When it comes to putting that capability to use, the GMC Canyon offers helpful cargo features such as the standard CornerStep rear bumper, two-tier cargo bed loading, 13 standard movable tie-downs in the cargo bed, an available factory spray-in bed liner and the EZ Lift-and-Lower tailgate.

In addition, the 2016 Canyon offers technologies and connectivity features such as GMC IntelliLink with new phone integration technology – and Apple CarPlay capability – OnStar 4G LTE with Wi-Fi hotspot, Lane Departure Warning and Forward Collision Alert.

All-new 2.8L Duramax turbo-diesel details
Canyon’s new 2.8L Duramax turbo-diesel is part of General Motors’ global family of turbo-diesel four-cylinder engines designed to deliver capability and efficiency. It features a variable-geometry turbocharger for optimal power and efficiency across the rpm band and a balance shaft for greater smoothness.

Power is SAE-certified at 181 horsepower (135 kW) at 3,400 rpm and 369 lb-ft of torque (500 Nm) at 2,000 rpm. A broad torque band makes it very powerful at low rpm while the turbocharged performance provides a confident feeling of immediate and smooth horsepower on demand.

“The new 2.8L Duramax was designed specifically for trucks and has undergone many of the same validation tests as the 6.6L Duramax offered in the GMC Sierra HD models, advancing the Duramax brand’s legacy of durability and reliability,” said Yackley.

Additional engine features:

  • Iron cylinder block and aluminum DOHC cylinder head
  • Forged steel crankshaft and connecting rods
  • Oiling circuit that includes a dedicated feed for the turbocharger to provide increased pressure at the turbo and faster oil delivery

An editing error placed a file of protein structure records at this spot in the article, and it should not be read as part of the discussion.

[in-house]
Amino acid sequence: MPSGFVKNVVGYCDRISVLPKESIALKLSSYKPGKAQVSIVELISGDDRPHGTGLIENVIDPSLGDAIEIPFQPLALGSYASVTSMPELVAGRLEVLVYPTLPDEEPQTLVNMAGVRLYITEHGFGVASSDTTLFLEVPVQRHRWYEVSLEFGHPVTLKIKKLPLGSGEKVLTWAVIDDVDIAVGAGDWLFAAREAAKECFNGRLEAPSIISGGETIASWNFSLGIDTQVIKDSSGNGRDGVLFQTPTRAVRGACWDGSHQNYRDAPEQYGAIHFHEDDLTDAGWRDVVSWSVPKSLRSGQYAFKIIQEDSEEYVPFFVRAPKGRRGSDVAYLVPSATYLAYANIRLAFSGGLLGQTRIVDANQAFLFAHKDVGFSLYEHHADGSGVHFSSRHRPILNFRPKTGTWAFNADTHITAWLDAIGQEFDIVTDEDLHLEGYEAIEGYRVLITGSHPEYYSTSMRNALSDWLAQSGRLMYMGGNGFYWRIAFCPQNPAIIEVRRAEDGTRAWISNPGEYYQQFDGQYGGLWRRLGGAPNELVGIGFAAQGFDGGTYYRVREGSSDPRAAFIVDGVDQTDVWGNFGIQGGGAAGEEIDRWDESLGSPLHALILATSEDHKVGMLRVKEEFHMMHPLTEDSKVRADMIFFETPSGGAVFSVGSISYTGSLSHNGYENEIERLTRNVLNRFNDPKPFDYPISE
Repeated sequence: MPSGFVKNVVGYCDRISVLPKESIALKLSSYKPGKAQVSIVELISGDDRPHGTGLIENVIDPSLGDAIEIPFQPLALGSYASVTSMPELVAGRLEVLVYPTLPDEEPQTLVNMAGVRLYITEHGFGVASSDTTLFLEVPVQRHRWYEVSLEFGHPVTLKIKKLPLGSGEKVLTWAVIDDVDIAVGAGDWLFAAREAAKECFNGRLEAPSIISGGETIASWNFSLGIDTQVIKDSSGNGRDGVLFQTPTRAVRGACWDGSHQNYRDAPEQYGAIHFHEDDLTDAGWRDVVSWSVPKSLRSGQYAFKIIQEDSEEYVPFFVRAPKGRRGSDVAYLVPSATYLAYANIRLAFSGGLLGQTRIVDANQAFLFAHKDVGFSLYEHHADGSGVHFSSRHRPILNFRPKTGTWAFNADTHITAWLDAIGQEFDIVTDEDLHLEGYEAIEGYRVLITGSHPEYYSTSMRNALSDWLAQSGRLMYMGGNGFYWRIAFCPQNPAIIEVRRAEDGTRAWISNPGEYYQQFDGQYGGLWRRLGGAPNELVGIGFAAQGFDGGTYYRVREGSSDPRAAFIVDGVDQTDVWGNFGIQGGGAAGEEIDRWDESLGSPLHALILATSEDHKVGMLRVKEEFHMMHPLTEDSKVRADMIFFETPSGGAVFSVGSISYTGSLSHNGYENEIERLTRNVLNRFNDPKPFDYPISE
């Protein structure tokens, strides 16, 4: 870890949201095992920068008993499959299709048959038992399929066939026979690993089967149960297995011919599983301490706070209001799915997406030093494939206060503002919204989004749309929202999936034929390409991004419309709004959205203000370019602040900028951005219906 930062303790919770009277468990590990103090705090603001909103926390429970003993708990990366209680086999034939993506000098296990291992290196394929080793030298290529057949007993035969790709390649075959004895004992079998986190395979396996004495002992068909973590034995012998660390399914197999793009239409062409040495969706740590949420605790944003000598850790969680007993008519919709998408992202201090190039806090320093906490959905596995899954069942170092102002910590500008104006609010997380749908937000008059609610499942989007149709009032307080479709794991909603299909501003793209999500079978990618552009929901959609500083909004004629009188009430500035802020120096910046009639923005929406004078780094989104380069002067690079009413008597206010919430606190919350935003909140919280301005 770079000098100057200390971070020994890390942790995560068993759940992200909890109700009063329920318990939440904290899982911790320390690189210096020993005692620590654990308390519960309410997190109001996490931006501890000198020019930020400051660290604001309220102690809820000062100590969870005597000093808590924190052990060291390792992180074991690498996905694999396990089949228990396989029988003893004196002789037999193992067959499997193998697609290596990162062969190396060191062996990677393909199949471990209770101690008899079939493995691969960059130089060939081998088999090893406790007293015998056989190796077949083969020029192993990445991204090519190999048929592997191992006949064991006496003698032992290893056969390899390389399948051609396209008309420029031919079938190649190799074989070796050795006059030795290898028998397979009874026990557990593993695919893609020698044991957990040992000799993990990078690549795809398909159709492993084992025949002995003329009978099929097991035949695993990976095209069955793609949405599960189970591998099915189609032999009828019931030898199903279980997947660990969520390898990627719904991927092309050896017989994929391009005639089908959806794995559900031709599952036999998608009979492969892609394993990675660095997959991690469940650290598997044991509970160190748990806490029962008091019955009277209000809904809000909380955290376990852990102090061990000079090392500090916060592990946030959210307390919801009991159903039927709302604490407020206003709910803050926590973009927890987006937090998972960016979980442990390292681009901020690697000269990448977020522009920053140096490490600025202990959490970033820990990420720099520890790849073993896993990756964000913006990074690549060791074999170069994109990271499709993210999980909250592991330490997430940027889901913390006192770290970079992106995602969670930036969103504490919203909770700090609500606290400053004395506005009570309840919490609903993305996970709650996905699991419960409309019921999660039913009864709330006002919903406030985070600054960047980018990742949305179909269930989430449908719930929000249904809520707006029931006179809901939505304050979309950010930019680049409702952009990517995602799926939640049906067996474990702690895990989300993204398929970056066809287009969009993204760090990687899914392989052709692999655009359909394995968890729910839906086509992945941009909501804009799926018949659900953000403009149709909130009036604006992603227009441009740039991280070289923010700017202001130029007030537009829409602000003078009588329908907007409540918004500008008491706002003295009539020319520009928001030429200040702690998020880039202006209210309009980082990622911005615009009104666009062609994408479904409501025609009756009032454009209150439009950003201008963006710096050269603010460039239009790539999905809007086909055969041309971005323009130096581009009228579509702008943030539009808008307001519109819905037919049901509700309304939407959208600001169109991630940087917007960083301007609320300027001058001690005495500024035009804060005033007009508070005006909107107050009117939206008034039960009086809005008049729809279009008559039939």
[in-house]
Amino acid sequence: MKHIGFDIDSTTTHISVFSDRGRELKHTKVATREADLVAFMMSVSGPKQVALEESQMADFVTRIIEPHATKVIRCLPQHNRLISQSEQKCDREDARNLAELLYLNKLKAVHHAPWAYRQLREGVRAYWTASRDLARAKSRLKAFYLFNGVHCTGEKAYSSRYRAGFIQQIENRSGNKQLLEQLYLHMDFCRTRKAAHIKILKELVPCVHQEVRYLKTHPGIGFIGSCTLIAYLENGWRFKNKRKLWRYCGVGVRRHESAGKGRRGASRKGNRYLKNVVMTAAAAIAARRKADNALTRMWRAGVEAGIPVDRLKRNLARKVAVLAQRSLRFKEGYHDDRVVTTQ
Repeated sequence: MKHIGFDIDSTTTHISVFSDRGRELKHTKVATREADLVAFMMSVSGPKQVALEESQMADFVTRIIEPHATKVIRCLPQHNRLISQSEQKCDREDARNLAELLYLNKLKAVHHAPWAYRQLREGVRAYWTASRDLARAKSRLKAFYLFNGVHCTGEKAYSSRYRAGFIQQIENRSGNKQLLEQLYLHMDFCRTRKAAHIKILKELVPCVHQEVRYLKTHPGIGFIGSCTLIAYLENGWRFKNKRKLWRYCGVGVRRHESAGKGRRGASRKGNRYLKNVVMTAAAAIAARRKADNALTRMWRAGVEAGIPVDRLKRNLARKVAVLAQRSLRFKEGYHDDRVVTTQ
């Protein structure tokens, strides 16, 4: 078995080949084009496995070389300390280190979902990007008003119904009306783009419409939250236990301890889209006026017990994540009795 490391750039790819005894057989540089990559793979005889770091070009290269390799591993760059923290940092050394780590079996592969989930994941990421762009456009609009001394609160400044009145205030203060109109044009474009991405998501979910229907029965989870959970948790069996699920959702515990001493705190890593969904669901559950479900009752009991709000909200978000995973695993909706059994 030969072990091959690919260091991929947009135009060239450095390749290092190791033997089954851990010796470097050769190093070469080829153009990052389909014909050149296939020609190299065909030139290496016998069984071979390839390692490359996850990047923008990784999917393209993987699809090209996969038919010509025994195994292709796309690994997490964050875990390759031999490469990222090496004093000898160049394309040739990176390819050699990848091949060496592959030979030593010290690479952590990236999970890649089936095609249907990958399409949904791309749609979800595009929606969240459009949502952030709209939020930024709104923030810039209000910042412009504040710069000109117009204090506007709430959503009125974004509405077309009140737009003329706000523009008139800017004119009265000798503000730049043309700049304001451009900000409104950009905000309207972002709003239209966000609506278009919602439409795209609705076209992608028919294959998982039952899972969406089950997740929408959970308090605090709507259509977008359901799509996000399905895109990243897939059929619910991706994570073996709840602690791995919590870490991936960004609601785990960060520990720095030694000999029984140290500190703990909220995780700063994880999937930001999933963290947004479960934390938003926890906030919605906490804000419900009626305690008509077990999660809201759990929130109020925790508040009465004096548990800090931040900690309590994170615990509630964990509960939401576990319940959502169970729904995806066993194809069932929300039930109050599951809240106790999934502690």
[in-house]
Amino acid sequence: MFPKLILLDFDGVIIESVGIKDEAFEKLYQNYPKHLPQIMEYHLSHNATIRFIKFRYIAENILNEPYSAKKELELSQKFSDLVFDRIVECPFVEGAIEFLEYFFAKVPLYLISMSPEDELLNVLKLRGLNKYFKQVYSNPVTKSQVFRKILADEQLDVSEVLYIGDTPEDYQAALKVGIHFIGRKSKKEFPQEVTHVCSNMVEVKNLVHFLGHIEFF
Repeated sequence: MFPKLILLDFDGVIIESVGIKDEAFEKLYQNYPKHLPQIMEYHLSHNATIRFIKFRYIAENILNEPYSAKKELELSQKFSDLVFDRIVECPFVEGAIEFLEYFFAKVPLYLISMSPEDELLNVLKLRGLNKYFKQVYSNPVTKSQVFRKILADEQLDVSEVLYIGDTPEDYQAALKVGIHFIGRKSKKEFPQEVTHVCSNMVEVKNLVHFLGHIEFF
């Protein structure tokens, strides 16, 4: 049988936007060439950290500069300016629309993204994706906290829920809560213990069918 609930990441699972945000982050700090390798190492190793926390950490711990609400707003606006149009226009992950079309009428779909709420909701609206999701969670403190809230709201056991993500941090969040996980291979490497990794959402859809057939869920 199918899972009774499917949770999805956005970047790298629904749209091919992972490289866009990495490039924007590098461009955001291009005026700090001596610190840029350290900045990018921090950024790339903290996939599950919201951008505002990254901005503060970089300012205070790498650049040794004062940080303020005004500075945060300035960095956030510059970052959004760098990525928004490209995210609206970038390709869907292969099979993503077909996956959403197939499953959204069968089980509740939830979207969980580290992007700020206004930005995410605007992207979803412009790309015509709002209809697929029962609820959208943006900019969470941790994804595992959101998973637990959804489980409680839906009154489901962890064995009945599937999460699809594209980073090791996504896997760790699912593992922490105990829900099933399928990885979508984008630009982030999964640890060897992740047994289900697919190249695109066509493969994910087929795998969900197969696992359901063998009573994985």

• Piston-cooling oil jets
  • 16.5:1 compression ratio
  • Common rail direct injection fuel system
  • Ceramic glow plugs for shorter heat-up times and higher glow temperatures
  • Balance shaft that contributes to smoothness and drives the oil pump
  • Laminated steel oil pan with upper aluminum section that contributes to engine rigidity and quietness
  • B20 bio-diesel capability.

The Duramax 2.8L is the cleanest diesel truck engine ever produced by GM and meets some of the toughest U.S. emissions standards, thanks in part to a cooled exhaust gas recirculation (EGR) system.

The cooled EGR contributes to lower emissions by diverting some of the engine-out exhaust gas and mixing it back into the fresh intake air stream, which is drawn into the cylinder head for combustion. That lowers combustion temperatures and rates, improving emissions performance by reducing the formation of NOx.

Smart exhaust brake details
The Canyon’s integrated, driver-selectable exhaust brake system is based on the system introduced on the 2015 Sierra HD models and uses the compression power of the 2.8L Duramax engine to improve vehicle control and reduce brake pad wear.

When the exhaust brake is engaged in cruise mode, exhaust cruise grade braking helps the cruise control system maintain the desired downhill vehicle speed, keeping the driver from having to apply the brakes and exit cruise control to maintain speed.